Alfred Hitchcock's 'Psycho'
“Psycho” was Hitchcock's little joke. Black comedy concealed by mystery and suspense. The film was daring for its day. Filming someone in the shower was unheard of. Shots of a toilet were not done. The subject of transvestism never came up. But Hitchcock pushed all these aside with his masterpiece of misdirection, horror and ironic humour.
For a film that was cheaply made ($800,000), there is a wealth of cinematic expertise. The brilliant score of Bernard Herrmann, the unforgettable performance of Perkins as Norman, the creepy loner, the iconic shower scene and the shock ending all serve to keep the entertainment level high.
PSYCHO MAIN CREDITS
John L. Russell
When “Psycho” began filming, America was coming out of the 50's. A time of values like the family and patriotism. There were some tremors along the way, with the advent of rock and roll music but generally, times were smooth and easy going. Hitchcock sensed that audiences were ready for a change. He deliberately made the opening scene of the film more sexy because he thought that cinemagoers would laugh at just romantic kissing. There needed to be something new in his film if he was going to get the viewing public to want to see the movie. His film explored new avenues in horror, suspense and cinema technique. “Psycho” was to become a ground breaking event and influences film makers to this day.
Years before, Hitchcock had seen Henri-Georges Clouzot’s “Diabolique”. He liked the film a lot - in particular, the surprise ending. Like “Psycho” it was shot in black and white and also had unbearably tense passages in which characters placed themselves in dangerous situations. He wanted a text on which to base his new film which needed to shock the viewing public. While waiting to board a plane he noticed a paperback in an airport store he bought it and began reading. Robert Bloch's “Psycho”, seemed to be the novel he was after. Even though he had to change a lot of the story, for example, Norman Bates is made to be much more sympathetic than the main character in Bloch's work, it was something he could work with.
Hitchcock knew that it was going to be a challenge to make a film with such an audacious storyline. Censorship was still strong in the USA, undeterred, the great man sought a screenwriter.
First, he hired. James P. Cavanagh who had worked on Hitchcock’s TV show But Hitch didn’t like his associate's work because it read like a TV episode rather than a movie. Despite having worked on only one film, Joseph Stefano was hired to write the screenplay. It appears that what attracted Hitchcock to Stefano was that he was undergoing psychoanalysis, and one of the things he was receiving therapy for was his relationship with his mother.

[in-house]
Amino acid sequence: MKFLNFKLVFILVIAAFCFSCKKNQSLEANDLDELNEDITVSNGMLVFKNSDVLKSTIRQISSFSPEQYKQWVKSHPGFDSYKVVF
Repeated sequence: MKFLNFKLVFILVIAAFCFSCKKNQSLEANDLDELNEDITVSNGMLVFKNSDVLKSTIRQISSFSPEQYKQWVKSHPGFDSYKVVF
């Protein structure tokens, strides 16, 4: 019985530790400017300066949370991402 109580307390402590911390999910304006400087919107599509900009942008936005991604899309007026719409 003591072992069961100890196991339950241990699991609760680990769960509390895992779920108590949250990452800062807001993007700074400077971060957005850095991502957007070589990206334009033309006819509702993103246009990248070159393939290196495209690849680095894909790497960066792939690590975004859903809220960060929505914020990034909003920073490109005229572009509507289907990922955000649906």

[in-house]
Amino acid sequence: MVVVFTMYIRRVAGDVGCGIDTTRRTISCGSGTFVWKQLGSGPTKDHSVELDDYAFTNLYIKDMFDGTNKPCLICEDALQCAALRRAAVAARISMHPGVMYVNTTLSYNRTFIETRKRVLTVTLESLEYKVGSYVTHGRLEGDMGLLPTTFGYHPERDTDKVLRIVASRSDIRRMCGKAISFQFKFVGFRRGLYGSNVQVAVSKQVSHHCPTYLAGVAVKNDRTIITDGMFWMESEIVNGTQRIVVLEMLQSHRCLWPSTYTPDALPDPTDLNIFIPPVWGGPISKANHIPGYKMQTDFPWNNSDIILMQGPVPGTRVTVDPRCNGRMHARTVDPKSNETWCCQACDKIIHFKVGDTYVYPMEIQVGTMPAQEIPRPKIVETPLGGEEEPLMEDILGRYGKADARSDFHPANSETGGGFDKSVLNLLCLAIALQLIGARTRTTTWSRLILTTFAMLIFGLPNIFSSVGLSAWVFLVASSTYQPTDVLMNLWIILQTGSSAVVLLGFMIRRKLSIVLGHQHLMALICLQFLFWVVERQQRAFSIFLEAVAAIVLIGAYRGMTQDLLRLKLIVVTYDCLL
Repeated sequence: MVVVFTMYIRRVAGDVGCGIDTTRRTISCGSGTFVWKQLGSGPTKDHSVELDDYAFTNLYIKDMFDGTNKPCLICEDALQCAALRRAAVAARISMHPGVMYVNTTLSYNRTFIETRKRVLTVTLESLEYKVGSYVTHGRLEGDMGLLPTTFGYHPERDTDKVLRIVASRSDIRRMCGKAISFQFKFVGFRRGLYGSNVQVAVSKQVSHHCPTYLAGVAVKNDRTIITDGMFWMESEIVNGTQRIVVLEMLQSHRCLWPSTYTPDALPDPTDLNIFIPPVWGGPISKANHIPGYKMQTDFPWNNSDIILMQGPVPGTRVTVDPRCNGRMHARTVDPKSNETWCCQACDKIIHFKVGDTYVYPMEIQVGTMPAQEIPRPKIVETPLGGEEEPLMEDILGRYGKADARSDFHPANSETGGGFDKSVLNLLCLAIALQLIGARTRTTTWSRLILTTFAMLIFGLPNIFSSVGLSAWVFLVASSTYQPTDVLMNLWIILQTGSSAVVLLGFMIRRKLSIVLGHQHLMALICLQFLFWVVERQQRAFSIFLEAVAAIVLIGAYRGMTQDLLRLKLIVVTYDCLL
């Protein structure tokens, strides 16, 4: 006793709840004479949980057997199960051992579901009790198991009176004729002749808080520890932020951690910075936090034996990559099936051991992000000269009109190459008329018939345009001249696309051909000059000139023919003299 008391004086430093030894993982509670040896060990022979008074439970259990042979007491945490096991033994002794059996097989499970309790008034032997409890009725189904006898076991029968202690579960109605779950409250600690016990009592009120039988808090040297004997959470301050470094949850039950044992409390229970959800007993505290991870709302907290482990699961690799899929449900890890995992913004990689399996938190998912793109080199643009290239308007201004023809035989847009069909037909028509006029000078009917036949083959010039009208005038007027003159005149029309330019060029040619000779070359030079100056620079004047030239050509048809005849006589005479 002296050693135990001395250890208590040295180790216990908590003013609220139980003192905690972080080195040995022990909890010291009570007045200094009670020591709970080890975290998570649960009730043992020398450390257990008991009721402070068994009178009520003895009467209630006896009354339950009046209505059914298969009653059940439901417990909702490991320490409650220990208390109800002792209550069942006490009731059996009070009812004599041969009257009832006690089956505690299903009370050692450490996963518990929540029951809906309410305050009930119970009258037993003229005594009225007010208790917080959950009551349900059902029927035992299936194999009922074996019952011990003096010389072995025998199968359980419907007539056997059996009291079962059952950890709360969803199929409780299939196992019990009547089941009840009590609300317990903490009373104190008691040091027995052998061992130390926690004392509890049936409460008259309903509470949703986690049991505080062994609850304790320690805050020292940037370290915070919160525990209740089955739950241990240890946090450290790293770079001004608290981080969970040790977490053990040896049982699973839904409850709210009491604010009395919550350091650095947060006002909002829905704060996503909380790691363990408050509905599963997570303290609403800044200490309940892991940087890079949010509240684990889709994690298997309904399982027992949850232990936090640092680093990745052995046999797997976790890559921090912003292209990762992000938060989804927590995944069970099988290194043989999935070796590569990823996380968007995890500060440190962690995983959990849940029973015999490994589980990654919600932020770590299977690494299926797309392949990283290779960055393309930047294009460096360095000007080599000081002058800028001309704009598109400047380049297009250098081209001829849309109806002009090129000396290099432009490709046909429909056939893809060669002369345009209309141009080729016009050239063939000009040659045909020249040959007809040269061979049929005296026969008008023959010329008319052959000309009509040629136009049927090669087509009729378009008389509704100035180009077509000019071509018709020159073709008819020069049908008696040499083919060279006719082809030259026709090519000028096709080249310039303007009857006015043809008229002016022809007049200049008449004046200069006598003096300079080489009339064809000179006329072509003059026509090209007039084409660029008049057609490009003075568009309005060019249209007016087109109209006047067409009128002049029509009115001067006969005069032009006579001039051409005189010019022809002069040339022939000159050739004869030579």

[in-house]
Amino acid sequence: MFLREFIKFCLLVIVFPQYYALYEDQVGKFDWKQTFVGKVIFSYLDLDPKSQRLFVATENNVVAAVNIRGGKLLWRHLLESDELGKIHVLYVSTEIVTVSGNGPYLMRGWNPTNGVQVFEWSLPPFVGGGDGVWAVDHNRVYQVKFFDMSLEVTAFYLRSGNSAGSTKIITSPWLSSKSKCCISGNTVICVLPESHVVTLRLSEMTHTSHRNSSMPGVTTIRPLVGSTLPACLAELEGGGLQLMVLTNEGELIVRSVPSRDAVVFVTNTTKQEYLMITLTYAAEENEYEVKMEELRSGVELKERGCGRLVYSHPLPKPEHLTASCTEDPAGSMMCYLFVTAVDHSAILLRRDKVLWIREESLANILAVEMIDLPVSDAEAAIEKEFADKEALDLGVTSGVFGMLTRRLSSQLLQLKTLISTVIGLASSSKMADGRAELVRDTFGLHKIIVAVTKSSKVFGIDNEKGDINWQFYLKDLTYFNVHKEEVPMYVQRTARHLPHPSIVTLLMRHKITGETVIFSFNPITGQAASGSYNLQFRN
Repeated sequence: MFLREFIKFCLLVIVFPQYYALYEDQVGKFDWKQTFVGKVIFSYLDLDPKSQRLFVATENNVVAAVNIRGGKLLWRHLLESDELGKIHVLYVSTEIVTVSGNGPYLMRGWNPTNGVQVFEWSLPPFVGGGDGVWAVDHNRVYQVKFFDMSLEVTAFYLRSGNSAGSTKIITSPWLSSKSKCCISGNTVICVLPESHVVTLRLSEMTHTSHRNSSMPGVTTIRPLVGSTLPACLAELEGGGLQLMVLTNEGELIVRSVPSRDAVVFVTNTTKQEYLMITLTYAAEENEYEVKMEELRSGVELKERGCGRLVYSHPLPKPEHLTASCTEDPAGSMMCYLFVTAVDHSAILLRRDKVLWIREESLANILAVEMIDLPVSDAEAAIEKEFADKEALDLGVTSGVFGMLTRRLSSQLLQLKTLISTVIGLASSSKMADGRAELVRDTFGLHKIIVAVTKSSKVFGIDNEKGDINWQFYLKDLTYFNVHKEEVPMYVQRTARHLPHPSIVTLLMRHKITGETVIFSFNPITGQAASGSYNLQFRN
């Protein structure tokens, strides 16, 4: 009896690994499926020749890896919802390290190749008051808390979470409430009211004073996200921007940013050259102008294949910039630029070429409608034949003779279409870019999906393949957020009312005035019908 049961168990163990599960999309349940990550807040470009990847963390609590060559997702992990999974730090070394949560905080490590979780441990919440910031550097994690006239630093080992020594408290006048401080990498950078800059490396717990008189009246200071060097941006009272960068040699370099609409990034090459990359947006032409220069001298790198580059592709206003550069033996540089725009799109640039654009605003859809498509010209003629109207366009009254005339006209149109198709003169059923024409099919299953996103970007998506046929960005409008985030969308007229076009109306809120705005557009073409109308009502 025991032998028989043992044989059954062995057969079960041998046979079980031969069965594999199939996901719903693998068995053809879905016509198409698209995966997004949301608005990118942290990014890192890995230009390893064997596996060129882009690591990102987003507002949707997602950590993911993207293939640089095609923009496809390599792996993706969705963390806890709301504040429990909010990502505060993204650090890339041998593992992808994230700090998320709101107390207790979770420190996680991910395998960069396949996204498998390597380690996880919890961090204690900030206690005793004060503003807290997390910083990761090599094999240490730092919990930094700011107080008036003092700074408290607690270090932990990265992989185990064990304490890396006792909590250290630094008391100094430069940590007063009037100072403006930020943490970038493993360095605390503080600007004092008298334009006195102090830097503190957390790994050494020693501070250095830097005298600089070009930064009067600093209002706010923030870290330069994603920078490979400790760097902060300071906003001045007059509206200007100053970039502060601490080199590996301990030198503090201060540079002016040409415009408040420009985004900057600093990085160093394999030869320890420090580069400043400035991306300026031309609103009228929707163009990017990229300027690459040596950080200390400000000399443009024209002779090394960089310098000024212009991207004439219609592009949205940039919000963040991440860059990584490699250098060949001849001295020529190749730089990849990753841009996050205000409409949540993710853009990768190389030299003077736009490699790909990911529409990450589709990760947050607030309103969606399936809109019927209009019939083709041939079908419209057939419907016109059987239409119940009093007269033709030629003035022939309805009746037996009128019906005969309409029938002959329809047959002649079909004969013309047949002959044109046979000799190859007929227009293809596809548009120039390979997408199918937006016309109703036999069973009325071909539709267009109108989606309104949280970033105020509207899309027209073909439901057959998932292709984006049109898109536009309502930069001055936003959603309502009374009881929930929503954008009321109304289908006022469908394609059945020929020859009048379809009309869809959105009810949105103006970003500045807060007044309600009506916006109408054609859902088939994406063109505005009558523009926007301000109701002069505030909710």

When the screenplay was ready, Hitchcock had to make his casting decisions. The two main roles, Marion and Norman, were given to Janet Leigh and Anthony Perkins. Hitchcock had seen Leigh in Orson Welles’ “Touch of Evil” and thought she would be perfect for the role of Marion Crane.
Perkins was also known to the director who thought he could play the part of Norman with subtlety so that his performance would not be hysterical or over-the-top.
Never one to do much location work as he never felt in control of the light or sound, Hitchcock decided to shoot most the film in Revue Studios, the same place he made his TV shows. Exteriors were on the Universal backlot.
Marion Crane, (Janet Leigh), is having an affair with Sam Loomis, (John Gavin). But their relationship is going nowhere. They need to be together permanently. But that would involve a lot of expense and Sam is already struggling with alimony payments. Marion goes back to her office after a steamy lunch hour spent in a hotel room with Sam. A rich client asks the manager if he could put $40,000 in the bank for him in the morning as he didn’t have time during the day. The task is given to Marion who decides to go home early anyway as she is feeling ill.
A golden opportunity presents itself. Marion is soon packing her bags ready to start a new life with Sam and the $40,000.
The drive to be with Sam takes place in torrential rain. Tired and barely able to see where she is driving, Marion goes off the main highway to a rundown hotel run by Norman Bates.